Say good-bye to periodic testing and say hello to data streams–BIG Data streams. From glaucoma testing to diagnostics, treatment monitoring, practitioner and practice benchmarking and clinical research, masses of data are changing the face of glaucoma care.
“The future is one in which we will be reacting to streams of data,” said Robert Weinreb, MD, chairman and distinguished professor of ophthalmology and director of the Shiley Eye Center at the University of California, San Diego. Dr. Weinreb moderated a session on “New Horizons in IOP Monitoring, Diagnostics and Digital Health.”
“The first place we will see this change is with our approach to IOP and continuous monitoring,” he said. “Over the next five years, I see the paradigm changing. New devices and new data will improve our understanding of the disease.”
Start with diagnosis. Glaucoma is a major cause of irreversible blindness worldwide. People lose their vision because they don’t get treated, said George Spaeth, MD, Esposito Research Professor at Wills Eye Hospital/Thomas Jefferson University, Philadelphia. They don’t get treated because they don’t get diagnosed.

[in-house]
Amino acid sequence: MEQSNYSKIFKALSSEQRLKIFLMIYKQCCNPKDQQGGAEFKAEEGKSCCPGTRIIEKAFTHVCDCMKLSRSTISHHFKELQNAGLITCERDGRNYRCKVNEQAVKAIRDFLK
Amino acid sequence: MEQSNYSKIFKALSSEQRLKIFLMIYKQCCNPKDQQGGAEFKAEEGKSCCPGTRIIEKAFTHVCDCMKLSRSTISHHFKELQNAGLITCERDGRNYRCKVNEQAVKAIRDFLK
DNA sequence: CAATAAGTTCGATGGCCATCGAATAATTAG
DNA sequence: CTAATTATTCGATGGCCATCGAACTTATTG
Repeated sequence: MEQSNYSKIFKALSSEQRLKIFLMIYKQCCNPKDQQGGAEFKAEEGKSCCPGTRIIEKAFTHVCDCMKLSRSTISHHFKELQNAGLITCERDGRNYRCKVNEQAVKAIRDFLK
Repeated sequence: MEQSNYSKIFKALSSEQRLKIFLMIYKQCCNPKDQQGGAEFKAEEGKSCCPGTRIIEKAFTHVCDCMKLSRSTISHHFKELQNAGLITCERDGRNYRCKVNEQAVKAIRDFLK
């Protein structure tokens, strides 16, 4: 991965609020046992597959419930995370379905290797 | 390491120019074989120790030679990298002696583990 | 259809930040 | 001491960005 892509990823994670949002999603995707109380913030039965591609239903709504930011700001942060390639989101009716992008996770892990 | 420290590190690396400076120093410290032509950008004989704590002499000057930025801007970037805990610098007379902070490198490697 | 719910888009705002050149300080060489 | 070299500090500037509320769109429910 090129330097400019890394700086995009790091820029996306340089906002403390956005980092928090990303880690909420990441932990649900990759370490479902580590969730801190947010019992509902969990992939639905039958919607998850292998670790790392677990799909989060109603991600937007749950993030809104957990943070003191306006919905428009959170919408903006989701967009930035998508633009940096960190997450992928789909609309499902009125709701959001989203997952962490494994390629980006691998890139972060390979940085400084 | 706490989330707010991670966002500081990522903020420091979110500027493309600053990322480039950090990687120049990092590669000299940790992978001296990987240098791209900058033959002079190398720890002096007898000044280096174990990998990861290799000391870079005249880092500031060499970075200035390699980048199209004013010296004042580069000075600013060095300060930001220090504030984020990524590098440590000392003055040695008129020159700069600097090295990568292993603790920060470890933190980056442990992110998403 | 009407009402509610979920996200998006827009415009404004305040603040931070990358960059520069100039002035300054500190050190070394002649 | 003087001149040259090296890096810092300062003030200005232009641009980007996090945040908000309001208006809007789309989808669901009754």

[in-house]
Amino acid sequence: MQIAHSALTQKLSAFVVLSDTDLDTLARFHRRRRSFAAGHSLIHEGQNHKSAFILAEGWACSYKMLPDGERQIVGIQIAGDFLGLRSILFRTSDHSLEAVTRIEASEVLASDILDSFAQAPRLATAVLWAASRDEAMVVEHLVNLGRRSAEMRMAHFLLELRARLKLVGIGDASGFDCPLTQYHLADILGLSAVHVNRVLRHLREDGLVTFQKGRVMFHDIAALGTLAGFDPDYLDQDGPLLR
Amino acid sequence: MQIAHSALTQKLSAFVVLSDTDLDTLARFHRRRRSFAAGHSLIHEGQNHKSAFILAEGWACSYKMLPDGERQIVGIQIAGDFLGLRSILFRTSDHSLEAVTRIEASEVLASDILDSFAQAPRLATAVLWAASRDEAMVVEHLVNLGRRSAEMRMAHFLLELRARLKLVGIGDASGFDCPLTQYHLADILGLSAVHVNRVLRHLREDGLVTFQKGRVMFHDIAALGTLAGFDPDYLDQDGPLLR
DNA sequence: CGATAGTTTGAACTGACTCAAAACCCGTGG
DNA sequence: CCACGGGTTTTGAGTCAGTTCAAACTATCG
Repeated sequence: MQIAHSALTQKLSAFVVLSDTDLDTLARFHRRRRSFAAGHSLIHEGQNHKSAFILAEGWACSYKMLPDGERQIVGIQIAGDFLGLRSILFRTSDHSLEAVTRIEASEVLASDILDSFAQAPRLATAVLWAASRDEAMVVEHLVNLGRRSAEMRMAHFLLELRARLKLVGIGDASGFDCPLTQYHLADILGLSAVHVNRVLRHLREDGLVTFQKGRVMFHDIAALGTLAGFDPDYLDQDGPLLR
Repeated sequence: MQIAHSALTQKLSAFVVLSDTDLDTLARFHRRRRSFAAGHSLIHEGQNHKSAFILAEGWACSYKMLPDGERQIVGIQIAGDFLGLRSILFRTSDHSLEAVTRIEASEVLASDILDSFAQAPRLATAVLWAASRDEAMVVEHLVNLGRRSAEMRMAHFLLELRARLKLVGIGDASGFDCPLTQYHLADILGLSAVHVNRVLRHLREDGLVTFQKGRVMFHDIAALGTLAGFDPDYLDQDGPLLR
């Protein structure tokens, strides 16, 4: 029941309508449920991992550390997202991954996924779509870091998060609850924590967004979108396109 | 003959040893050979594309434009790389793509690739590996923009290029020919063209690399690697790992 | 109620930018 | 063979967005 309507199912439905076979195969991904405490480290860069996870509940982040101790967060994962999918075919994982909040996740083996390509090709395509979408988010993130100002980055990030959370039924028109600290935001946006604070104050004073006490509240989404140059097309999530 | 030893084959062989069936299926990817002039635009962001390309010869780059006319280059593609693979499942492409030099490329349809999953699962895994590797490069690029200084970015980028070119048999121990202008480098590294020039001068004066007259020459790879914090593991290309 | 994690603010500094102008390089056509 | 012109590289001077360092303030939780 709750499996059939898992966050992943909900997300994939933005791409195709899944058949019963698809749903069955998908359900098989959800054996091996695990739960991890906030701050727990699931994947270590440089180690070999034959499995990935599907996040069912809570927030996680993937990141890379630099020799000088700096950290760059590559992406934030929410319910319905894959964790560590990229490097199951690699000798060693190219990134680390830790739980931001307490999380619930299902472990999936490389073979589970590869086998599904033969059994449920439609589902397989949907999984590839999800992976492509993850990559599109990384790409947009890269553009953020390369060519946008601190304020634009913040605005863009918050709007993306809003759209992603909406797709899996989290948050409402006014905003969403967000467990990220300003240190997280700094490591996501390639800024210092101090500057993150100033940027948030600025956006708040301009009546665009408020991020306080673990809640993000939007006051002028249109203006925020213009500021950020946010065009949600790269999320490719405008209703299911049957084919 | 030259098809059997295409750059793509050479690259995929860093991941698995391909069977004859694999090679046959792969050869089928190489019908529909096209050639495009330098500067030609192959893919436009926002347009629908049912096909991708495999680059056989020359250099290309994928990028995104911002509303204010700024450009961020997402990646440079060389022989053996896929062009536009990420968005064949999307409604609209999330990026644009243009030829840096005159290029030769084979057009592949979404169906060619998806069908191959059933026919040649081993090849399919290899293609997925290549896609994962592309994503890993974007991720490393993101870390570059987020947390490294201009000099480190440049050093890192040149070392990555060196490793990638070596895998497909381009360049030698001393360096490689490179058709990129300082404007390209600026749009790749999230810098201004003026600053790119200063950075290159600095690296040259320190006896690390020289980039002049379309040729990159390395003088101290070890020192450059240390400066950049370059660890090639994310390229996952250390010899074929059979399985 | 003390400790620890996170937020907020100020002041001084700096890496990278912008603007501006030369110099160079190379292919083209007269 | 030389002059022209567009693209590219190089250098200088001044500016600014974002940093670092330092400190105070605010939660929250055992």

“In some parts of the world, 80% of people with glaucoma never get diagnosed,” Dr. Spaeth said. “We can address that diagnosis gap using contrast sensitivity testing.”
Wills researchers have developed an automated contrast sensitivity test, SPARCS, that evaluates visual resolution and acuity, motion perception, on-off changes, and defects in the visual field. The five-minute test is based on contrast gratings in five areas of the visual field, using a standard computer monitor to score contrast sensitivity to assess and localize vision loss.
SPARCS can distinguish glaucoma, macular degeneration, diabetic retinopathy, and cataract from vision. The goal, Dr. Spaeth said, is to put SPARCS online for self-administration and referral for clinical evaluation as needed.